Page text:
A go-to dish from home is the arancini at his uncle’s deli in Fairfield.
The moment my bus pulled away from the curb of Newark’s Penn Station — only late by a modest 12 minutes, impressively enough — I felt it. With only half a cup of coffee to assuage its relentless appetite, my stomach began to rumble in longing for the hometown staples I’d savored over Thanksgiving break.
“Cheap sushi,” it whispered. “Fried eggplant sandwiches,” it groaned. “Real pizza,” it bellowed. In solidarity with my gut, I began to dread the three more weeks away from my favorite foods.
Don’t get me wrong, I love to eat in Baltimore. I crave pit beef every time the smoky aroma of charcoal wafts past my nose, and I’ve come to dump Old Bay on everything but Cheerios when I’m at home in Jersey.
Still, the comforting flavors of my favorite Charm City pho spot don’t hold a candle to the nostalgic power of the arancini at my uncle’s deli in Fairfield. There’s something about eating out when I head back for breaks that makes me feel more at home than anything else.
Of course, a steaming bowl of bistecca alla pizzaiola (or as my family’s pidgin Italian-American dialect calls it, “steak pizzaiole”) greeting me when I make it to the house is a lovely welcoming committee. But for some reason, it isn’t until I dive into something like a ripping hot bowl of curry at my favorite local Indian establishment that I feel the rush of hometown warmth.
To be sure, North Jersey has a comparative advantage when it comes to local food culture. Westfield, where I lived out my most formative eating years, is under an hour by train from New York City, a trip I can occasionally convince a friend to take for a splurge-worthy evening at a trendy new restaurant.
We’re also a 20 minute drive from Edison, the most concentrated Indian community in the U.S. with a variety of South Asian cuisines to match. Bergen County, with massive Korean and Japanese supermarkets and delectable spots to sample ramen, chirashi and fried chicken, is under an hour away by car.
Meanwhile Jersey City, the most ethnically diverse municipality in the country by some metrics, offers endless opportunities to sample dishes hailing from Thailand, Colombia and everywhere in between.
And most relevant to my stomach’s furious demands for the taste of home, Essex and Union Counties offer the best Italian-American fare in the country, in my not-so-humble opinion.
Put simply, I got lucky. Not everyone goes home to a cornucopia of global cuisines and even fewer live a hop, skip and jump away from a worldwide dining destination. But I promise you that, with just a little digging, you can unearth a diverse local food scene wherever you call home.
I can also guarantee that as you explore the institutions of dining and hole-in-the-wall upstarts that make your stomping grounds so delicious, you’ll often find that you have immigrants to thank.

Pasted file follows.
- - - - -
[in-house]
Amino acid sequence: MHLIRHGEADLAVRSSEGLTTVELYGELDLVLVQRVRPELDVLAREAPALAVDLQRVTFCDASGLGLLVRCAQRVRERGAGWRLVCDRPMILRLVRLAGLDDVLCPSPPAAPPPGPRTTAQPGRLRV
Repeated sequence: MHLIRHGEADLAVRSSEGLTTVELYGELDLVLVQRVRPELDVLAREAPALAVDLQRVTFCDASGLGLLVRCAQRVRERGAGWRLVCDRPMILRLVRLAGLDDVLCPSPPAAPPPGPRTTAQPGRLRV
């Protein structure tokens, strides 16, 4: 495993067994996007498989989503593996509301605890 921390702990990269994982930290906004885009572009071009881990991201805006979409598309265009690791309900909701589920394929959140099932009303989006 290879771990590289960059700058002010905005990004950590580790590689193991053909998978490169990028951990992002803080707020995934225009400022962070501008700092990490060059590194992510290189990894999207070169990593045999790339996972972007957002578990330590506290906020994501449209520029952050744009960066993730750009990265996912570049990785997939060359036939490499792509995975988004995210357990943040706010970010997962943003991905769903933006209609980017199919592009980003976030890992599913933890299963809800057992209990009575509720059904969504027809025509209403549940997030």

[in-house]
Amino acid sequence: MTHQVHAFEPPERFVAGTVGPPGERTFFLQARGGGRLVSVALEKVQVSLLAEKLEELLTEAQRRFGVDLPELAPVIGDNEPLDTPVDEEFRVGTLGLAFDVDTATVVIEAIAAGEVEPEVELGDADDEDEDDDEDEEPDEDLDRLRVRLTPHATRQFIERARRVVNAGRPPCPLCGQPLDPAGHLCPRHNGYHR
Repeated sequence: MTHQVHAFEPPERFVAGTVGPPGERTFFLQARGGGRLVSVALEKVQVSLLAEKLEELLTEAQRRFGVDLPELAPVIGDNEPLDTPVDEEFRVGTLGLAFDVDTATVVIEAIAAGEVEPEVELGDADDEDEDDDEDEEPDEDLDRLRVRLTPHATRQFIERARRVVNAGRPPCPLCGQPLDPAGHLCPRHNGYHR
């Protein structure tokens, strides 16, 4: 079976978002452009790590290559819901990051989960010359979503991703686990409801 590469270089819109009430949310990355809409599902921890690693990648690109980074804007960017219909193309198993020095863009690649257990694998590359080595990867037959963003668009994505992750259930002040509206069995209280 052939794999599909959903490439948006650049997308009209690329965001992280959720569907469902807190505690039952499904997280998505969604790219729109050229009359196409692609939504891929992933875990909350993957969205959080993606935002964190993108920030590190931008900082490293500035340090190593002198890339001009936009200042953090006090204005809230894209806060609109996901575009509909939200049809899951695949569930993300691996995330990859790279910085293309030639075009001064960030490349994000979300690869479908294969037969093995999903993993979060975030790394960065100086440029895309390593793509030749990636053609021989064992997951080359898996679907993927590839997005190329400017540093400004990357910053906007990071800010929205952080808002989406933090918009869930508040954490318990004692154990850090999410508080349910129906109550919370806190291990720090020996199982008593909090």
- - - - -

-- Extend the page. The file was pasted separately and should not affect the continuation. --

Immigration is a singular force in enriching American culture, and in no realm is this effect more palpable than in the food world. When immigrants arrive on American shores, they often guard the cherished dishes and techniques they brought from home closely.
They’ll share them with their new home, but meticulously preserve them, uncompromisingly representing the culture they hold with such pride. Alternately, they — or, even more often, their children — may adapt these precious heirloom recipes to the available ingredients and the palates of a new place, producing an altogether original cuisine not to be found anywhere else in the world.
These prime examples of the most organic kind of fusion are bound to be found in your hometown, be it a bustling metropolis or a sleepy suburb. And beyond these mom-and-pop establishments, you’re more likely now than ever before to come across restaurants helmed by highly trained, well-traveled chefs seeking to make a name for themselves in the dining world.
In the past 10 ten years or so, the number of chef-owned-and-operated restaurants has skyrocketed, with younger talents turning away from risky and expensive big city openings in favor of establishing a niche in less daunting areas. There’s a good chance one of them has elected to make camp near your hometown, so you’ll have no trouble at all finding a new, innovative favorite this winter.
So in the coming weeks, as you search desperately for new ways to avoid the exam-sized boulder barreling toward you with thunderous fury, do a little digging on your hometown’s food scene. You have a pretty sure chance of discovering a new favorite, be it a legendary taco stand, an iconic slice shop or an innovative eatery bringing the latest in dining trends. Find it, eat it and miss it the second you begin the bus ride back.